May 27. 2024. 9:59

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Italy urged to address almost €1 billion rise in generics’ production cost

The sharp rise of generic drugs’ production costs on the back of high inflation has caused the Italian government severe headaches, while the industry describes an “unsustainable” situation which could negatively impact patients.

Inflation, combined with the economic impact of the pandemic and the war in Ukraine, has put a serious strain on the generic drug supply chain.

In 2022, the total production costs of generic medicines in Italy increased by 21% compared to 2021, amounting about €937 million, according to the Nomisma Observatory on the Generic Medicines Industrial System data.

In particular, the cost of active ingredients and excipients is up 26.5%, the cost of transportation is up 100%, while the price of energy even showed an increase of 300%.

Enrique Häusermann, president of Egualia (Italian Association of Generic, Biosimilar and Value Added Medicines Industries), told EURACTIV Italy that this comes on top of the 2019-2021 period during which companies had to absorb significant price pressures along the supply chain.

“While all suppliers are increasing their costs, companies in the industry cannot adjust their price lists. Drug prices are set at the national level, and very often equivalent medicines are subject to additional non-negotiable containment measures”, he added.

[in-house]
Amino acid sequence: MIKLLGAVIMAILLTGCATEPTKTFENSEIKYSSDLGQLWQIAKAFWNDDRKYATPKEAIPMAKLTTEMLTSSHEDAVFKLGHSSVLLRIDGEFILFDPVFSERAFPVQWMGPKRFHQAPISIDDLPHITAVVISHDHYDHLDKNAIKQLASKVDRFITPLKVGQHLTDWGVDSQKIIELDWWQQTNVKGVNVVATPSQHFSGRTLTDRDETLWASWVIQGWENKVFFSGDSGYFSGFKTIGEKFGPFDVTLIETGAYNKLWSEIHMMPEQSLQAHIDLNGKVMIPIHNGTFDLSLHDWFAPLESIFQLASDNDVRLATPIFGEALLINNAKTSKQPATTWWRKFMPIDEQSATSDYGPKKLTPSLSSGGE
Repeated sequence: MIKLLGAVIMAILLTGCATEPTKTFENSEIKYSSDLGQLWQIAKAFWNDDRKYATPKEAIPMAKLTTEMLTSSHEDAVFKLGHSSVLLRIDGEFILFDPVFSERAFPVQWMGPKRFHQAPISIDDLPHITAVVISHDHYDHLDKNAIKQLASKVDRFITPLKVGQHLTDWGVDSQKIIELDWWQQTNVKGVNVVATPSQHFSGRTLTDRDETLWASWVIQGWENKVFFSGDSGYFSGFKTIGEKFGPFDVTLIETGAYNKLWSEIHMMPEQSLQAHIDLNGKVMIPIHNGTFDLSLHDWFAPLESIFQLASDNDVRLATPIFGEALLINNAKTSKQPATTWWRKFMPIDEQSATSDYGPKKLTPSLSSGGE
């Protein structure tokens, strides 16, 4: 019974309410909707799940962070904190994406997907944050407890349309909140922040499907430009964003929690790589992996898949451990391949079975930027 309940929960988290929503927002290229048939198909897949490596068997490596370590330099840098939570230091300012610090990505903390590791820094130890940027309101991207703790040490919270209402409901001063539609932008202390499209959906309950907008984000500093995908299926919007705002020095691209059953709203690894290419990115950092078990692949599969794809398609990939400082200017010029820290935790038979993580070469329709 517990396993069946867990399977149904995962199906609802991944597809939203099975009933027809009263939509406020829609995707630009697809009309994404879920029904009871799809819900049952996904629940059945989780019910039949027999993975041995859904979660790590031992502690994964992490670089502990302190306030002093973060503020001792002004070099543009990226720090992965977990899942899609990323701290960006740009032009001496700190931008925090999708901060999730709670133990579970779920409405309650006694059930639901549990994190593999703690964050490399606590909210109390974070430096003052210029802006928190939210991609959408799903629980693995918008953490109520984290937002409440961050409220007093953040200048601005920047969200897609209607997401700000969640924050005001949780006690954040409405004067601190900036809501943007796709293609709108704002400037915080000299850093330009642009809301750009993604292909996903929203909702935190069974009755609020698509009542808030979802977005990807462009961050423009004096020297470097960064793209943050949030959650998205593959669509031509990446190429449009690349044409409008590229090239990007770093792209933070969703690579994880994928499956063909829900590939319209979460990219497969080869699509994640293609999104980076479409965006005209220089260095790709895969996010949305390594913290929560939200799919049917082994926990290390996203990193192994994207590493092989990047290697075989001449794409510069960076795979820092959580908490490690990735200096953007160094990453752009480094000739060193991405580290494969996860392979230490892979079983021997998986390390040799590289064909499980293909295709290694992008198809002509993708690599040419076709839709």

Adjust prices to save drugs, generics industry tells EU

The generics industry is urging the EU and national governments to show “leadership” and take immediate action against rising inflation, which has resulted in drugs’ shortages and has put patients in need to the test.

Cheap drugs at risk

The main issue is that in Italy, prescription drugs have the lowest average prices in Europe, and margins have been cut by rising costs, raising the issue of manufacturing sustainability.

As many as 26% of equivalent drugs sold in pharmacies in Italy are priced at €5 or less.

Häusermann says these are the drugs most at risk of industrial sustainability, along with all sterile injectable forms sold to hospitals, which include essential and life-saving drugs, like many oncology drugs.

The current regulation of generic-equivalent drug prices does not allow any adjustment for inflation for drugs reimbursed by the National Health System and makes it impossible to renegotiate prices for public procurement procedures.

“This impasse is likely to result in future supply disruptions or the withdrawal of the relevant products from the market,” Häusermann said.

In fact, this has already happened. In the list of 3,200 deficient drugs on Italian Medicines Agency’s (Aifa) list, about half are products that have been absent from the Italian market for many years, some more than a decade.

“These are products of little interest to companies, but which have not generated problems for consumers”, Aifa’s president Domenico Di Giorgio told EURACTIV Italy.

Further shortages, however, could have a more significant impact.

The equivalents industry supplies an average of about 30% of national pharmaceutical consumption, and particularly in hospital supplies, there are entire therapeutic areas where equivalents companies supply more than 70% of the annual need for medicines that are fully paid for by the National Health Service and free to the individual citizen.